Skilled gaming

One of two fish table games, which is essentially a video game mounted into a table that allows for payouts, in Double Dragons. This is one of 23 skilled-gaming stations in the newly opened business.

On Tuesday, the Pittsylvania County Planning Commission voted unanimously to recommend a public hearing at its next meeting regarding a change in the zoning ordinance that would require a special-use permit for all indoor recreation facilities.

While Danville is embroiled in a wave of special-use permit applications and cases before its board of zoning appeals regarding skilled gaming machines — games that require some level of skill where money can be earned — county staff have emphasized that the type of game is irrelevant.

“We’re not going to look at the type of gaming,” said Karen Hayes, county deputy director of community development.

According to current zoning ordinances, businesses in the county can operate skilled gaming machines without a special-use permit under the B-2 designation, an umbrella district “for general business and commercial enterprise whereby the public shall require direct and frequent access, but which is not characterized by constant heavy trucking.”

Under the B-1 district, which is more limited, applicants would need a special-use permit. The change in law would make it so that any amusement center, arcade or game room, regardless of which designation the business falls under, would need one.

So the proposed change in ordinances would require that businesses in either classification get a special-use permit for any indoor recreation, regardless of whether it is a skilled game, a traditional arcade game or something else, with the goal being to ensure that the facility is up to United States Building Codes and local codes zoning codes, Hayes said.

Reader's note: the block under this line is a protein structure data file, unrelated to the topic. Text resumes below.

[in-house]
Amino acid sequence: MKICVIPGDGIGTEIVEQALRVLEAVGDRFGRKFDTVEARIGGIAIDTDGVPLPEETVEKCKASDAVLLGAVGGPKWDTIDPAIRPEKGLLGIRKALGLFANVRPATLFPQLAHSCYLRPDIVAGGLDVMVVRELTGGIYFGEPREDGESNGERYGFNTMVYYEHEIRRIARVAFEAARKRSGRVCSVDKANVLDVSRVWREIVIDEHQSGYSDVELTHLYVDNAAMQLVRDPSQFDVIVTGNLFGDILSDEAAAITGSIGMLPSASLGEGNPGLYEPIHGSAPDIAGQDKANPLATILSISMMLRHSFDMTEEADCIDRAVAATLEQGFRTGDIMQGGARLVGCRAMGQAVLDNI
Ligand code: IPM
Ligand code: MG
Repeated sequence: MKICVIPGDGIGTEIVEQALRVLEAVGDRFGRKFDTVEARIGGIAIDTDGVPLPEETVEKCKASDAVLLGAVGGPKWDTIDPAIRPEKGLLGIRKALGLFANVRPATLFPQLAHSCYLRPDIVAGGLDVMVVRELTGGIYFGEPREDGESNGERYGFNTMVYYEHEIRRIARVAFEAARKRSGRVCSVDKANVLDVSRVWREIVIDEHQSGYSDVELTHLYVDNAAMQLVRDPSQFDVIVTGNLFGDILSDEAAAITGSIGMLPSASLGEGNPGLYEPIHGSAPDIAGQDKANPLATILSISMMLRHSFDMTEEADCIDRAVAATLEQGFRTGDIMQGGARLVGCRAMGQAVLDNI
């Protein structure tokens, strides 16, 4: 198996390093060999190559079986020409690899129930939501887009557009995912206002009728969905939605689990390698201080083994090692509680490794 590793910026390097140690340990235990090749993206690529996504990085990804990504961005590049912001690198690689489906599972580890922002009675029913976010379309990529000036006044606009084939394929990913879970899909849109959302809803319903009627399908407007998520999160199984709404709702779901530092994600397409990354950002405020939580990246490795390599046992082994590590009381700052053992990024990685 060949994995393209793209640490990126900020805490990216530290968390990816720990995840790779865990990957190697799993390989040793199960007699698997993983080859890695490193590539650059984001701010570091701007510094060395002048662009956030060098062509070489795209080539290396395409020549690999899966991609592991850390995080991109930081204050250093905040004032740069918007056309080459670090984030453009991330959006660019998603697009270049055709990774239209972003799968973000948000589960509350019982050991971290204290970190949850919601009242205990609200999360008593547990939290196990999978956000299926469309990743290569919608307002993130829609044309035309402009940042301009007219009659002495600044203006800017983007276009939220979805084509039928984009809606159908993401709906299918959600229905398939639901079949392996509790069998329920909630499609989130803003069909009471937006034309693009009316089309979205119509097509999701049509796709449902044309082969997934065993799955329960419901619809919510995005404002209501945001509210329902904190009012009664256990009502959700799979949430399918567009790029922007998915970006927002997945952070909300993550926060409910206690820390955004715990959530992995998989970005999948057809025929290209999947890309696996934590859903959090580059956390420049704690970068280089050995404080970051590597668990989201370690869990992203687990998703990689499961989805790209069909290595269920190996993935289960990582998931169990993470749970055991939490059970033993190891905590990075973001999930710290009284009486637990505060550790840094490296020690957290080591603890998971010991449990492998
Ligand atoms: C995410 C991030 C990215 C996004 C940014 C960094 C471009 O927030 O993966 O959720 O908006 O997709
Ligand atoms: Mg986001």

There is at least one skilled-gaming machine facility already operational in the county.

Double Dragons, a facility with 25 games that resides in Ringgold — slightly a mile outside of the city limits — opened in December. As it stands, this is the only county business that has reported skilled-gaming machines to the county’s zoning office.

“I’m sure there’s more out there that we are not aware of,” Hayes said.

In Danville, an anonymous tip about skilled gaming machines set up in convenience stores set off an investigation that has led to dozens of applications bouncing back and forth between the planning commission and City Council over the last two months as officials attempt to define indoor recreation and determine the proper zoning requirements — including certificate of occupancy and parking requirements.

Despite notices and public hearings, at least one convenience store in the city have continued operating the games anyway.

Former Assistant County Administrator Greg Sides, who recently retired, told the Register & Bee in December that county staff have not been watching the city all that closely in this matter.

“Quite frankly, the actions in Danville haven’t been a big factor in our decisions in how to proceed,” he said.

The legality of skilled games, which have flooded the state over the past year and been placed under scrutiny by many localities, is still in question. State leaders have even floated the possibility of banning what they are calling “gray machines,” because they fall into a gray area of the law.

The legality is an area that both Pittsylvania County and Danville are leaving for others to decide.

“The County takes no position on [the games’] legality,” County Attorney Vaden Hunt said in a written statement to Double Dragons owner Michelle Adkins. “Any operators of such games in the County do so at their own risk.”

Mike Henderson, code official for the county, said that under current code, neither the presence of or quantity of skilled gaming machines has an impact on the maximum occupancy. The square footage of a building determines the certificate of occupancy, which determines the parking requirements.

Hayes said that regardless of what happens, Double Dragons would be grandfathered in, and therefore not have to apply for a special-use permit, but would need to continue to follow the building and zoning codes.

At the planning commission’s March meeting, they will vote on whether or not to recommend the ordinance change to the board of supervisors, which would have the final say.

The board also voted unanimously to renominate Richard Motley from the Chatham-Blairs district as chairman of the planning commission, as well as elect H.F. Haymore of the Westover District as vice chairman.

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Ayers reports for the Register & Bee. Reach him at (434) 791-7981.

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